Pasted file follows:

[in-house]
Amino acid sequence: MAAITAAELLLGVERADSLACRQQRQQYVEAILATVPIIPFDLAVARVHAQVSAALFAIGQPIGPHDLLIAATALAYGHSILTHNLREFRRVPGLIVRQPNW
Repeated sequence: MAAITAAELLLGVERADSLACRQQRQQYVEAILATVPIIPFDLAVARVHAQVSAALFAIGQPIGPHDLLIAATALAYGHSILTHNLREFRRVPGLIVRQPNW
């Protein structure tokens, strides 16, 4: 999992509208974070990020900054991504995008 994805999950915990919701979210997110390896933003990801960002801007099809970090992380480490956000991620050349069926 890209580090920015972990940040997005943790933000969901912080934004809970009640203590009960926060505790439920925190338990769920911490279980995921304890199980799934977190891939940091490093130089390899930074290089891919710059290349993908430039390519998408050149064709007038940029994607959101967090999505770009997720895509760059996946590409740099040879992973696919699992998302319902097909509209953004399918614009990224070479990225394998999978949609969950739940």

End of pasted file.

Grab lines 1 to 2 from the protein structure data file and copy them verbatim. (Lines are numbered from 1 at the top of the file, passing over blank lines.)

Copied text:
[in-house]
Amino acid sequence: MAAITAAELLLGVERADSLACRQQRQQYVEAILATVPIIPFDLAVARVHAQVSAALFAIGQPIGPHDLLIAATALAYGHSILTHNLREFRRVPGLIVRQPNW